Not long ago, I watched a program discussing how mental illness and other physical detours from the norm create the filter through which certain artists’ brilliance emerges. For me, it validated the unconscious, uncensored expression that “normal” artists can experience which appears undisciplined — until you recognize the small signs of color placement and choice, spacial relationship, texture, line, and contrast that demonstrate a deep or intuitive understanding of those things that make art.

The studies below are not brilliant, but they grew out of intuitive drawing and limited tools.  I’d thought of doing a study but had abandoned the idea when annoyed that I’d taken colored pencils out of my travel bag. I had only a sketch pad and two razor point pens. One black. One blue. Finally, I resolved only to see where  line would take me. But not long after starting, curiosity took over. How effective could I make an intuitive drawing with a nearly monochromatic palette?

Some time past and I saw an angel with pinched face. Perhaps indigestion. Her wings worn thin from flying. She looked travel weary and resigned to fall to earth. All this pleased me (well, not her condition–but that she showed up).

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Once revealed, I wanted to see her other dimensions. I recharged my tablet and pulled her into my digital painting program. Then cloaked her in a coat of colors and tried to breathe life into her fragile wings.

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But the exuberance was too much for my frail flyer.  She begged to be see only for her core –the deep inner coals that stoked the last fires of her soul. Using white pencil, I cast a web of white over that fought to suppress her inner self. Away from the hoopla of wings and gowns, she was a waif.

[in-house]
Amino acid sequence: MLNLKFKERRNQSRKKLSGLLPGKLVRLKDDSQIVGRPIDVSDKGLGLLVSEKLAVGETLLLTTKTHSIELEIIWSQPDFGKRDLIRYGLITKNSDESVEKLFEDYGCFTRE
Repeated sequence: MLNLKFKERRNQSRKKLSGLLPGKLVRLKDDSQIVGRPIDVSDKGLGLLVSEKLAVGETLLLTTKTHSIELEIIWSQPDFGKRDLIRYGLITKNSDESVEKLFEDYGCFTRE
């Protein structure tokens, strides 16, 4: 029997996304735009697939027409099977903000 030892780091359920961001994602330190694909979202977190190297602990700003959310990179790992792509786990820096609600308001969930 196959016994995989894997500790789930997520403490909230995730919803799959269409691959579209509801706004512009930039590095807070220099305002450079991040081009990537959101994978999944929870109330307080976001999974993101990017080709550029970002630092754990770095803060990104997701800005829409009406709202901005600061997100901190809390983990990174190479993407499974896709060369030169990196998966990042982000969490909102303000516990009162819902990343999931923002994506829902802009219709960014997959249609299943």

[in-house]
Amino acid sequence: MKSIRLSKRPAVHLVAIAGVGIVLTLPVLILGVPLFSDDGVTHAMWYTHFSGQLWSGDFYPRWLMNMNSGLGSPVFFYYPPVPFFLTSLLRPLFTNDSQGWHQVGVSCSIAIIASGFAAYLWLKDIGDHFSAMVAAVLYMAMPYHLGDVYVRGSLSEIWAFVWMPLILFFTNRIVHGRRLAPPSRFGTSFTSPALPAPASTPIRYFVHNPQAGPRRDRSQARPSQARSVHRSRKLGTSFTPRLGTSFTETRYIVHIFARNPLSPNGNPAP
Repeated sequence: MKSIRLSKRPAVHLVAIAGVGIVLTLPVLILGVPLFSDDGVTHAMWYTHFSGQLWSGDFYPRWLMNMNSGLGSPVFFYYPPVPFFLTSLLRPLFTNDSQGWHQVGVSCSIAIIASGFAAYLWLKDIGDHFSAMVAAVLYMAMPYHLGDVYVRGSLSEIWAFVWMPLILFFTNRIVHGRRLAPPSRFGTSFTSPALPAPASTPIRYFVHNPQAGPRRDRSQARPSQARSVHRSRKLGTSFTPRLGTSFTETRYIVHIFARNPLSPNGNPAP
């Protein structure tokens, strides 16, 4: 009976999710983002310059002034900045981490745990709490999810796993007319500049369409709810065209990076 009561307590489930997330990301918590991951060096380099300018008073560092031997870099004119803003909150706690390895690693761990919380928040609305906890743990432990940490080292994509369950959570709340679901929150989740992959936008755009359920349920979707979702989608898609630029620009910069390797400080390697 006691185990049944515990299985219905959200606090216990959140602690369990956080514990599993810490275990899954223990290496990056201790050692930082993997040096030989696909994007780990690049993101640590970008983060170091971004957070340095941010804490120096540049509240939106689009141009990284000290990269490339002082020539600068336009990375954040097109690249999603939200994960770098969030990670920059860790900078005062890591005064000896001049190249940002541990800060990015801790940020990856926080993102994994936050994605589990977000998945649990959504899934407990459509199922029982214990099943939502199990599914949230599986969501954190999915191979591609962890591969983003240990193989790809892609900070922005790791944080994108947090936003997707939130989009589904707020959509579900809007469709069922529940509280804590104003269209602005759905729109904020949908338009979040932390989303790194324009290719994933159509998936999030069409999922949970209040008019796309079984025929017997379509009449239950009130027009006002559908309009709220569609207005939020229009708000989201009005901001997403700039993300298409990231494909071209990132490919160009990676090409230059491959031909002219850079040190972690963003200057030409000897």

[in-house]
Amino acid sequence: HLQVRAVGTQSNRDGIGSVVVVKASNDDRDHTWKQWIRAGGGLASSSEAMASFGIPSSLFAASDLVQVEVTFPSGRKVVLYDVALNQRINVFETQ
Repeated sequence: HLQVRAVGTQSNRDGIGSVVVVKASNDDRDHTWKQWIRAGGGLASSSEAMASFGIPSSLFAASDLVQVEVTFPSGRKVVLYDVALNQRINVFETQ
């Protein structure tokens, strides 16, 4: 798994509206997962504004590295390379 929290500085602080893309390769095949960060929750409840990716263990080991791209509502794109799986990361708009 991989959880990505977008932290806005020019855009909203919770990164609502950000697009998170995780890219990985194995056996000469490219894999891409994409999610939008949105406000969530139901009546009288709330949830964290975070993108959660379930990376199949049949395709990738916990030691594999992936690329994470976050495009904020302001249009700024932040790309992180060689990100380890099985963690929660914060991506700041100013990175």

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When I added a black background for more contrast and dimension, it was too harsh. A web of blue pencil softened it. And there she was, my dispepsic angel in all her fading glory.

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Y3 Art Resolutions: Of art and craft

Y3 Art Resolutions is the third year of an evolving resolution to elevate every day by looking at art and creativity as a life’s philosophy.

At year’s end, even those who avoid it, ponder the meaning of life–if only for a few brief moments before the onslaught of football and the distractions of beer and tacos overwhelm. This is not my way. There are those who may say I have an aversion to moderation. Yes, I have spent every unencumbered moment of the holiday season reflecting on a very strange and intense year. A year testing my core optimism and sense of hope.

Existential maelstrom.

2016 will forever be marked by my Mother’s death. Losing a mother creates an existential maelstrom. Who was I with her? Who am I without her? What did her life mean? What will mine? Where do the answers come from?

As an artist, I turn to design. For me, it is the bedrock of understanding. It is the plan, the elegance and precision with which pieces fit together, the whole, life’s map–a blueprint for the movements of creativity–like this blog. For 7 years, this has been one of the ways in which I can observe and learn about those life elements which informs the picture or scheme of life. I come back to what I had hoped to achieve in writing–establishing an exploration of philosophy through the lens of creativity.

Seeing design–beyond the obvious.